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Worst of the Week: T-Mobile, Sprint and AT&T show unlimited data love … for a price

WOTW looks at this week’s avalanche of ‘unlimited’ data offers from T-Mobile, Sprint and AT&T, and declares excess the real winner

Hello! And welcome to our Friday column, Worst of the Week. There’s a lot of nutty stuff that goes on in this industry, so this column is a chance for us at to rant and rave about whatever rubs us the wrong way. We hope you enjoy it!
Well, it was an exciting week for consumers who cannot get enough cellular data, and for carriers that have become increasingly adept at finding ways to charge customers for that fix.
In the span of two days, AT&T Mobility, T-Mobile US and Sprint all pushed out new “unlimited” data initiatives showing that no matter what has been said in the past, there will always be a place for unlimited data … for a price.
Now, I highlight the word “unlimited” because as we all know none of these carriers really offer unlimited cellular data. They instead offer slight caveats on that term, which I believe they have learned from watching other industries.

In fact, if I were somehow in charge of the use of the word “unlimited” I fear it would be spent most days telling wireless carriers “no.”
But, since my only real power is the ability to use this column to point out what I feel are some ridiculous industry trends, I will do that instead.
First, the AT&T Mobility announcement was really not much of a surprise in terms of what it included, but was a surprise in how long it took AT&T Mobility to do what it usually does in lining up its rate plans with Verizon Wireless.
As for what AT&T Mobility is now offering, it’s nice to see all the nationwide carriers now on board in terms of cutting lame overage fees on data usage, even if it cuts data speeds in order to provide such a feature. This has sort of become standard industry practice and, despite the occasional lawsuit or Federal Communications Commission fine, seems like a good trade-off for consumers.
In an unusual move for the carrier, T-Mobile US kept a tight lid on its Un-carrier 12 announcement, only teasing plans for a press conference the day before the event. For a company and executive team that seems to need the limelight to survive, I applaud the showing of candor.
That applause – regardless of its sarcasm content – is actually warranted as the announcement of “unlimited” data plans looked to be quite significant. While T-Mobile US has continued to offer unlimited data options, and has actually been pretty open in promoting those options, its most recent efforts have been focused on capped data plans, which for the “un-carrier” always seemed a bit off.
We all know people want access to unlimited even if they never intend to use anything near unlimited. Or at least no one outside of that dang 3% of top users who have wrecked the whole unlimited notion for the rest of us.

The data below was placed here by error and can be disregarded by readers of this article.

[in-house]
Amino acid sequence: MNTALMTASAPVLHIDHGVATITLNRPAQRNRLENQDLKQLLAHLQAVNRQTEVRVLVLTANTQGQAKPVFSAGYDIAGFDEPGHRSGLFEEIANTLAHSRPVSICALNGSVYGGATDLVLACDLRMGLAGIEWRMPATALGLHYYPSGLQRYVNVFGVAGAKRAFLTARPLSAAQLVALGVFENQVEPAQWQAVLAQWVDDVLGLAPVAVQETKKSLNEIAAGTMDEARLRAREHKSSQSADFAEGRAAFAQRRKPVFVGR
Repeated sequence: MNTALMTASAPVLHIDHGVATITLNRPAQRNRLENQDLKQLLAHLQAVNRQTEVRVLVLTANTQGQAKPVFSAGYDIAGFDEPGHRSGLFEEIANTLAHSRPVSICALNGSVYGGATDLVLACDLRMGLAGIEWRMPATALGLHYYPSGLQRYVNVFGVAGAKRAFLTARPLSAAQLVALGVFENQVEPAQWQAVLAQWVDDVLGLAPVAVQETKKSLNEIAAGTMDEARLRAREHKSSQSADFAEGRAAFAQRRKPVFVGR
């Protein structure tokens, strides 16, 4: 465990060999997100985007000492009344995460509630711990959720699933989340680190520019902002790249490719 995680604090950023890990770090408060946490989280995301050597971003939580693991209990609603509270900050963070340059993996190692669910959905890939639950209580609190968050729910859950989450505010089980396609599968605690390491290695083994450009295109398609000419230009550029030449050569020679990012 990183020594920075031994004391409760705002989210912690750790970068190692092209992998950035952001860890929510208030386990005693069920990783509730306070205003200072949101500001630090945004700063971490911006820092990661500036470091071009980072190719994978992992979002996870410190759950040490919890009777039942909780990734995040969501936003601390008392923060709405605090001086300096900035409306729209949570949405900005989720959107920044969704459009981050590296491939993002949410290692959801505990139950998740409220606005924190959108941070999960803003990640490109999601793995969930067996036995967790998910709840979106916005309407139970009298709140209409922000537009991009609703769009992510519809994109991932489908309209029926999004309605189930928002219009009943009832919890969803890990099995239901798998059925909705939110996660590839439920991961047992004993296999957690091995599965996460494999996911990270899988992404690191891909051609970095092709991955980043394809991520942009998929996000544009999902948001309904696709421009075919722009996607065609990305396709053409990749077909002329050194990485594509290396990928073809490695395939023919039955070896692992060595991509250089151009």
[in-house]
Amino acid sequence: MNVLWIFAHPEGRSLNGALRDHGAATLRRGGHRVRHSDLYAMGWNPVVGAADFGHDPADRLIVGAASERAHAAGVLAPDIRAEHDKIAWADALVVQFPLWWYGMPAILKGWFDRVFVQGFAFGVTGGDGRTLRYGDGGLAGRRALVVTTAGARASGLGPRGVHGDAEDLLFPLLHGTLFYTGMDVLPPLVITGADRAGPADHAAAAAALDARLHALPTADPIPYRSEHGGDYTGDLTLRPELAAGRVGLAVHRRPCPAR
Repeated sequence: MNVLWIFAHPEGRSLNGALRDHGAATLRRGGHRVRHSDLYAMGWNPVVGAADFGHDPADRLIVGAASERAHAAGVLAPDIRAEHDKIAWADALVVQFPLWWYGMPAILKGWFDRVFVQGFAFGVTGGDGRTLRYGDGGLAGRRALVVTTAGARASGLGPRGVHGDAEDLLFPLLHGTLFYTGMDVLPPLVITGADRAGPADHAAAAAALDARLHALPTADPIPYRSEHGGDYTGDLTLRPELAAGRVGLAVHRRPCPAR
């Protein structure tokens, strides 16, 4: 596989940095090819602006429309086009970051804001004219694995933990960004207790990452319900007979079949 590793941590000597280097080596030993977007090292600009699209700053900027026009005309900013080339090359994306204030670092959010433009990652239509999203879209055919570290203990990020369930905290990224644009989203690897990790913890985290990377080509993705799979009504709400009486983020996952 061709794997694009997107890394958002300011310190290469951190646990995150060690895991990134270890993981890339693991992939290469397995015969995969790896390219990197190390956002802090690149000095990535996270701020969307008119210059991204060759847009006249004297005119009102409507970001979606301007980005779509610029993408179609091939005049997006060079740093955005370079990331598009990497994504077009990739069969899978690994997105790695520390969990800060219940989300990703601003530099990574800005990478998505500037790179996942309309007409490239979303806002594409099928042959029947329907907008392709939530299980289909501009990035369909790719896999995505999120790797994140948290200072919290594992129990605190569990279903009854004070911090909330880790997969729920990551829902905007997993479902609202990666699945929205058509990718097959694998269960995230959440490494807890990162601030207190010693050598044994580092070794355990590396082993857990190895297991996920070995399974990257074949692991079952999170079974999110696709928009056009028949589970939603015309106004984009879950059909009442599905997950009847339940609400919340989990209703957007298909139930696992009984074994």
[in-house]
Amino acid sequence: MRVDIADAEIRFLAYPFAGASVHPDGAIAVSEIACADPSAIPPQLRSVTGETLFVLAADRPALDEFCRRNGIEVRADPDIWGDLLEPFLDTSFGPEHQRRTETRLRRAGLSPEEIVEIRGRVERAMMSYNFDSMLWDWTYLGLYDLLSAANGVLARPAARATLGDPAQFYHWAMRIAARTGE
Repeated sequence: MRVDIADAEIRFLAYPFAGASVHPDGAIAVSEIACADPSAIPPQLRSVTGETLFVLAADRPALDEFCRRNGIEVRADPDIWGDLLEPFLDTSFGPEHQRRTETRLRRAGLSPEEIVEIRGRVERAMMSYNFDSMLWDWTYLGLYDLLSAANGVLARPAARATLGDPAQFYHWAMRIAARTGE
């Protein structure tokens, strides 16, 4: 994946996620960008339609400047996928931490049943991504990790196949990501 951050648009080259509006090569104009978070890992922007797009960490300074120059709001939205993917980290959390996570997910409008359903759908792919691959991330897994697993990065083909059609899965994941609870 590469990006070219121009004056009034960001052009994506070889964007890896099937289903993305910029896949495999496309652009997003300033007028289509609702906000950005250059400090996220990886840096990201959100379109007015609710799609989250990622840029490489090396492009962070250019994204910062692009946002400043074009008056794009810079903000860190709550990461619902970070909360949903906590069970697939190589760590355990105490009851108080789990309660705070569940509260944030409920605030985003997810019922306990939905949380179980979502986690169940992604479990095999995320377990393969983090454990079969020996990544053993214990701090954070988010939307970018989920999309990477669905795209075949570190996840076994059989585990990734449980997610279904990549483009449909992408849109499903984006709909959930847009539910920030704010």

Finally, Sprint nearly took all the wind out of T-Mobile US’ sails by announcing basically the same features at somewhat lower pricing mere minutes after Un-carrier 12. Beyond what was part of the Sprint announcement, you gotta at least give them props for being on the ball, even if it might have been forced.
What was more awesome about the Sprint announcement was its somewhat under-the-radar inclusion of unlimited standard-definition video streaming, which is similar to T-Mobile US’ wildly popular and controversial Binge On service. Sure, this is just Sprint copying something T-Mobile US did nearly a year ago, but one could argue Sprint’s previous practice of limiting video streaming to 3G speeds was really the originator of the service.
Now, what do all of these changes really mean?
They mean consumers in some cases have more access to unlimited data services, which is good, but also that in many cases consumers will be having to cough up more dough each month to take advantage of these new offers, which is – well – good and bad.
I give wireless carriers full credit for even promoting such unlimited data offers in light of their incessant whining about how they really can’t support such offers as real unlimited use will crash networks purposefully built to not handle unlimited data usage. Of course, that’s where the threat of data throttling comes into play, which, while still following the tenants of unlimited data, is not really what the average consumer would consider to be unlimited. Some carriers are being quite cavalier in throwing around the word “unlimited” when in fact they are keeping a ruler behind their backs ready to rap the knuckles of those consumers taking them on their word.
But, I am a bit surprised there wasn’t more of the “price hike” backlash heaped upon Verizon Wireless, which was forced to offer up its “MythBusters” defense of its rate plan changes.
To access any of these new rate plans will require some customers to pony up additional cash each month, in some cases paying extra for features that were once included in lower-priced plans. That is not really a crime as at the end of the day customers will continue to have the ultimate choice as to whether they want to spend more money with a specific carrier or look elsewhere. I would not go so far as to call it anti-consumer, but it’s unquestionably a creative way to confuse some consumers.
From a business perspective, I know all carriers are seeing a dip in consumer spending and thus are trying to find ways to bolster that important metric. It has become quite apparent that the notion of lower-rate plan pricing would be more than made up for by having consumers pay full price for devices, has instead resulted in consumers keeping their handsets longer and not the financial windfall hoped for by carriers.
So, I guess in the end the real winner this week is excess. Consumers can get all they want if they are willing to pay all the carriers want.

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